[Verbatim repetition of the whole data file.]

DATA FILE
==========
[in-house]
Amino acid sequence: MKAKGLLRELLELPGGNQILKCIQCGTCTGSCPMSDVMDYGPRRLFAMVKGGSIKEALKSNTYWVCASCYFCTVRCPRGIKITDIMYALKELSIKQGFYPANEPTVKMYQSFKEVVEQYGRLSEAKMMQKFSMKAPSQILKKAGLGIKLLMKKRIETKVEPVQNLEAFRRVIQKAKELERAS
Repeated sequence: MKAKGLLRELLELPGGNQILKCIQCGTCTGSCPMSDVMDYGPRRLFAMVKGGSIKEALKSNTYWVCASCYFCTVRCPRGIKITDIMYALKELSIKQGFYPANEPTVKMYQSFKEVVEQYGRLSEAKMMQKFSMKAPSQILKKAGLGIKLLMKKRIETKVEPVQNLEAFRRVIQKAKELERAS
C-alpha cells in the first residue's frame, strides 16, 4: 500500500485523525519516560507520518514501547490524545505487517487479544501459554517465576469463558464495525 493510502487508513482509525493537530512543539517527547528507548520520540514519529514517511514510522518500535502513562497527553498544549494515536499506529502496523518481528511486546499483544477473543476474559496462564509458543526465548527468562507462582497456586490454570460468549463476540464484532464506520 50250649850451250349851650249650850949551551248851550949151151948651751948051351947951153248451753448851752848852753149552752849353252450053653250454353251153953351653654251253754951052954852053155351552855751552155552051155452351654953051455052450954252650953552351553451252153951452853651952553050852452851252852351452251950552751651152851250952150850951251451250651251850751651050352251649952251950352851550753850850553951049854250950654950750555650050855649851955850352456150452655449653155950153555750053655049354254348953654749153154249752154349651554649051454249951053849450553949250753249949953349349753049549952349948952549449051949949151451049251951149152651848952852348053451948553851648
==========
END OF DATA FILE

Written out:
[in-house]
Amino acid sequence: MKAKGLLRELLELPGGNQILKCIQCGTCTGSCPMSDVMDYGPRRLFAMVKGGSIKEALKSNTYWVCASCYFCTVRCPRGIKITDIMYALKELSIKQGFYPANEPTVKMYQSFKEVVEQYGRLSEAKMMQKFSMKAPSQILKKAGLGIKLLMKKRIETKVEPVQNLEAFRRVIQKAKELERAS
Repeated sequence: MKAKGLLRELLELPGGNQILKCIQCGTCTGSCPMSDVMDYGPRRLFAMVKGGSIKEALKSNTYWVCASCYFCTVRCPRGIKITDIMYALKELSIKQGFYPANEPTVKMYQSFKEVVEQYGRLSEAKMMQKFSMKAPSQILKKAGLGIKLLMKKRIETKVEPVQNLEAFRRVIQKAKELERAS
C-alpha cells in the first residue's frame, strides 16, 4: 500500500485523525519516560507520518514501547490524545505487517487479544501459554517465576469463558464495525 493510502487508513482509525493537530512543539517527547528507548520520540514519529514517511514510522518500535502513562497527553498544549494515536499506529502496523518481528511486546499483544477473543476474559496462564509458543526465548527468562507462582497456586490454570460468549463476540464484532464506520 50250649850451250349851650249650850949551551248851550949151151948651751948051351947951153248451753448851752848852753149552752849353252450053653250454353251153953351653654251253754951052954852053155351552855751552155552051155452351654953051455052450954252650953552351553451252153951452853651952553050852452851252852351452251950552751651152851250952150850951251451250651251850751651050352251649952251950352851550753850850553951049854250950654950750555650050855649851955850352456150452655449653155950153555750053655049354254348953654749153154249752154349651554649051454249951053849450553949250753249949953349349753049549952349948952549449051949949151451049251951149152651848952852348053451948553851648